41 Privacy by Design Building privacy into the technology. Collection limitationDon’t transmit, collect, retain, or share data unless essentialExample: Log retentionAuthentication ≠ IdentificationLimit personally identifiable dataAllow for anonymity, pseudonymity, proxies, trust agentsEnhance user control
42 Privacy by Design P3P - the Platform for Privacy Preferences User controlE.g., Wireless location: Handset versus networkPrivacy Enhancing TechnologyEncryptionAnonymizersFree or pre-paid servicesCash - the best privacy technology in the world
43 Self Regulation and Consumer Ed TRUSTe and BBB Online - sealsOPA guidelines -DMA - do not call/spam/mail listsPrivacy policiesPrivacy can and will be a source of competitive advantage (?)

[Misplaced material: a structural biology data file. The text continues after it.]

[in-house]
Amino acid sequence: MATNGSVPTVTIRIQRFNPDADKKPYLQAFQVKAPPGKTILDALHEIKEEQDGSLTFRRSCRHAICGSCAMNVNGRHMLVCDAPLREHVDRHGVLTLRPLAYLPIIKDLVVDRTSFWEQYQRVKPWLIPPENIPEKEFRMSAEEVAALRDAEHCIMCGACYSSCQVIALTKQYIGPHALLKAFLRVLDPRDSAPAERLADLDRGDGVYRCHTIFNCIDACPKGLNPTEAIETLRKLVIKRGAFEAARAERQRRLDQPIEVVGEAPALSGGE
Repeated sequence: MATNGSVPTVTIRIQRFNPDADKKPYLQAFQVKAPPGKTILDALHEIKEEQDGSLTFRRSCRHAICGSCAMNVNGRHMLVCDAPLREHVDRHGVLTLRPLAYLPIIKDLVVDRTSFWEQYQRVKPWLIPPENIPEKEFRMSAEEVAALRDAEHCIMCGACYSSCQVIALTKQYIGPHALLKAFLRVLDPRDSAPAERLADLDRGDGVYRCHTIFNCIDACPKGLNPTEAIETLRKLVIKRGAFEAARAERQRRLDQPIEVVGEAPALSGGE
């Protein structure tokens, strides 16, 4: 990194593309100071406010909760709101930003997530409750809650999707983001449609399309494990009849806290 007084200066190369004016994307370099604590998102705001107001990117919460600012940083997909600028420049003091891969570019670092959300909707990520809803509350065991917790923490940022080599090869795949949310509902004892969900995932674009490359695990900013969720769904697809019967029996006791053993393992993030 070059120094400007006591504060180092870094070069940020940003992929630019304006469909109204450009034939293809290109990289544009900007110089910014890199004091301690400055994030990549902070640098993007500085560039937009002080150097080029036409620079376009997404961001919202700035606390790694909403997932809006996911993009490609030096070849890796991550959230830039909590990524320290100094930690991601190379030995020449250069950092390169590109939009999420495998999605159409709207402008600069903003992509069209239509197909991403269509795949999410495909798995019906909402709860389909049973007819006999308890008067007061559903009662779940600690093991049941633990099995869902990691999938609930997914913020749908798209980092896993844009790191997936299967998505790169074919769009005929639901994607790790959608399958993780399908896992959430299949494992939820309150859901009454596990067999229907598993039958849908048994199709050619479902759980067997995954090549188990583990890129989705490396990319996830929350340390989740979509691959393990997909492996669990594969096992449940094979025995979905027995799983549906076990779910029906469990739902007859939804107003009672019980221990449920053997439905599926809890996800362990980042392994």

44 The Government Access Problem The best corporate privacy practices are of limited help if sensitive information is readily available through other means without adequate privacy protections.Access can take place in the course of criminal investigations, or civil discovery in a range of contexts. The customer subject to a subpoena or court order need never have violated the law.
45 Current Federal Privacy Laws Fair Credit Reporting Act (1970)Privacy Act (1974)Right to Financial Privacy Act (1978)Video Privacy Protection Act (1988)Drivers Privacy Protection Act (1994)Health Insurance Portability and Accountability Act (1996)Children’s Online Privacy Protection Act (1998)Title V of Gramm-Leach-Bliley(1999)
46 Current Federal Privacy Laws (2) Electronic Communications Privacy Act (1986)Family Educational Rights and Privacy Act(1974)Sec 445 of the Gen'l Educational Provisions ActPrivacy Protection Act (1980)Sec. 222 of the Communications Act (1996)Cable Communications Policy Act (1984)Telephone Consumer Protection Act (1991)